Was ousted New York Times executive editor Jill Abramson paid less than her predecessor, Bill Keller, and other male colleagues who held lesser titles at the paper? The Times has several different answers.
After news of Abramson’s firing became public, The New Yorker’s Ken Auletta reported that Abramson confronted Times executives after she learned that she was paid less than Keller. Spokesperson Eileen Murphy (sort of) shot down Auletta’s report in an email to Politico’s Dylan Byers:
Jill's total compensation as executive editor was not less than Bill Keller’s, so that is just incorrect. Her pension benefit, like all Times employees, is based on her years of service and compensation. The pension benefit was frozen in 2009.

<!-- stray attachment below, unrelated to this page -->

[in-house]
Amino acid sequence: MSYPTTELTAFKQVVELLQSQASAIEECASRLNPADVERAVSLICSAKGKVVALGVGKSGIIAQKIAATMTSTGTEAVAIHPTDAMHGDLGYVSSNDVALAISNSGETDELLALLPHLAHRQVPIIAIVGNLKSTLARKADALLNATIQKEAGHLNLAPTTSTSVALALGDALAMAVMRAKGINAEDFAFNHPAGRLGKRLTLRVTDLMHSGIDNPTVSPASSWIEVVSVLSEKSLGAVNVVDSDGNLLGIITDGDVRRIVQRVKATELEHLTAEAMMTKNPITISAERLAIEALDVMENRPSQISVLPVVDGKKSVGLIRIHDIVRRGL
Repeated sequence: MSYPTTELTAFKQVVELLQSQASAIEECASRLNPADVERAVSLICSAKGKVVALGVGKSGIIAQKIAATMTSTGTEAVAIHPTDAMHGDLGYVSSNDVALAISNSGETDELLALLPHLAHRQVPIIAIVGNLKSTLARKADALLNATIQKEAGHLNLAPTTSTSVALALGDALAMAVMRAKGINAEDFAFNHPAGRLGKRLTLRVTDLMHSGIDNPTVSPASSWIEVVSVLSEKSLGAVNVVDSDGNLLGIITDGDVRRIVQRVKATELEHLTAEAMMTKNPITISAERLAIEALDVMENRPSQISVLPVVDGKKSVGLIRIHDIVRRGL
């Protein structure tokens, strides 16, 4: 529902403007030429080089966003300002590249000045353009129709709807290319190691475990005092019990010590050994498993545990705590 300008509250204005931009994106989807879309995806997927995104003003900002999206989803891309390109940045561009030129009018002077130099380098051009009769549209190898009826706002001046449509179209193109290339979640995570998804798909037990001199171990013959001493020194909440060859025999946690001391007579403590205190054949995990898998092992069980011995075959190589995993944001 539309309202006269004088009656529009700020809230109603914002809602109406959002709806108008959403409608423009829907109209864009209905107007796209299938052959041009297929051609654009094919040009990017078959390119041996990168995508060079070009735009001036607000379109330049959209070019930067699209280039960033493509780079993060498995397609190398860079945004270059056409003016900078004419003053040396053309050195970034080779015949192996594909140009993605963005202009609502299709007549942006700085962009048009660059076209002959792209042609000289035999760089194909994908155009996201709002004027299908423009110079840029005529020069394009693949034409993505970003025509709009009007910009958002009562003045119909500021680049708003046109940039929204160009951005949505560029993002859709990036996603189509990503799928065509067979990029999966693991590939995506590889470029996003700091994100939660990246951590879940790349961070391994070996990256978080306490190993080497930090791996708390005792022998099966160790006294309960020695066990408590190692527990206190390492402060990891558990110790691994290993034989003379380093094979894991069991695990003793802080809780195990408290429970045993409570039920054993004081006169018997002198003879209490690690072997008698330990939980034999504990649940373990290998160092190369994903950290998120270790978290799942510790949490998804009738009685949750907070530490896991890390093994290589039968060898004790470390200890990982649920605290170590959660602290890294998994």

Jill’s total compensation as executive editor was not meaningfully less than Bill Keller’s, so that is just incorrect. Her pension benefit, like all Times employees, is based on her years of service and compensation. The pension benefit was frozen in 2009.
Asked about the discrepancy between the two statements—which mean two different things—Murphy provided the following statement to Gawker:
There is no discrepancy. Jill’s compensation was directly comparable to Bill’s during their times as executive editor. Not less, not meaningfully less, not considerably less (as reported in the NY’er), directly comparable.
When asked if the paper could provide hard figures (so the public could judge whether Abramson’s and Keller’s salaries were in fact “directly comparable”), Murphy responded: “Obviously, no, we can’t. Directly comparable is pretty clear, in my view.”
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